Tag Archives: Lech Kulina

A LEGO tribute to some ancient architects

Sporting some of the cleanest lines I’ve ever seen, this Roman temple by Lech Kulina is a brilliant bit of LEGO architecture. Widths of a half-plate or less permeate the construction, especially on all the plinths surrounding the temple. And all angles have been cleanly cut off thanks to the use of brackets. The build is so clean that those small bits of decay stick out like a sore thumb. Each notch in the tile, each blotch of tan discoloration, each profile brick is given greater meaning by the “purity” that surrounds it. It’s quite possibly the truest representation of Roman architecture I’ve seen recreated in plastic. Make sure to check out Lech’s Flickr album to see how he pulled off such a feat!

Ancient Roman Temple

We can’t take our eyes off this watchtower

Lech Kulina has achieved some real sorcery with this medieval watchtower. Its near-perfect cylindrical shape is an illusion, achieved by creating a 16-sided polygon that approximates a curve to the naked eye.

The Watchtower

Lech was nice enough to give everyone a look at how it was done with some helpful cross-section pics. Although, to me, it still looks like magic.

The Watchtower - Three main sections from the top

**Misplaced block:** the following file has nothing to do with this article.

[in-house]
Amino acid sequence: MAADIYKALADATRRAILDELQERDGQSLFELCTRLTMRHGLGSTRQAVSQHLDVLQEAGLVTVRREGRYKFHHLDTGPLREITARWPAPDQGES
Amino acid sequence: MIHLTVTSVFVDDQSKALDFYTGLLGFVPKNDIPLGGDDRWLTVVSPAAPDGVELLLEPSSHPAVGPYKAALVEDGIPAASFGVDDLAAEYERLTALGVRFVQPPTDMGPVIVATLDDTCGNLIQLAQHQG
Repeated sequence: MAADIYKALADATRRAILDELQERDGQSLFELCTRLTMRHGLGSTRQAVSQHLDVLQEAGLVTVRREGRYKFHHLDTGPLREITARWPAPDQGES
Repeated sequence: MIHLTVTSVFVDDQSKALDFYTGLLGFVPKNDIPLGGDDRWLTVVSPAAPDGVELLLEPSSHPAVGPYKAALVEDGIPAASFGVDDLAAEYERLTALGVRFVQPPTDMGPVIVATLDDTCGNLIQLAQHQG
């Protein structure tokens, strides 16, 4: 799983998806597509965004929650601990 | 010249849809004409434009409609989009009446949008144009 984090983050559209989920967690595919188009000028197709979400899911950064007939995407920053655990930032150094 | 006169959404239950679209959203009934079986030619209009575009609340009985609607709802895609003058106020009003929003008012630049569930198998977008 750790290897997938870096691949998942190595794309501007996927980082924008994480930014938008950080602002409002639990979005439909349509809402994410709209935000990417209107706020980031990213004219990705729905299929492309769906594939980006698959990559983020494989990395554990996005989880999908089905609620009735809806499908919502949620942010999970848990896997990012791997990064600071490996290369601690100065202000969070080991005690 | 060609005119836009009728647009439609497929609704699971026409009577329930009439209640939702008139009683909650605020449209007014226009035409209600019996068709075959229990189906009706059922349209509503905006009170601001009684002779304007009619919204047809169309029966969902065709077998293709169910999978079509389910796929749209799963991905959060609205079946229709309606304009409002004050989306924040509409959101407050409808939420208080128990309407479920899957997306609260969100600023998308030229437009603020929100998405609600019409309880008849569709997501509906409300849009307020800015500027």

The Watchtower - Wooden superstructure and roof

The Heimdall is a lesson in color-blocking

Sometimes a LEGO creation comes along that needs a double or even a triple take to really appreciate it. Such is the case with this Heimdall built by Lech Kulina. At first glance, does it take inspiration from a whale? A stingray? A bird? Maybe all three. One thing for sure is this ship is built with a whopping 7441 pieces and took Lech five months to design. He tells us the project is inspired by the imaginative art of Michal Kus, likely this piece. The biggest takeaway from Michal’s work is his use of color-blocking. This is a technique that uses colors that are opposites on the color wheel and pairs them together to make interesting and complementary color combinations. Often this is associated with fashion, but LEGO builders also utilize this technique with equal flair.

Click here to take a closer look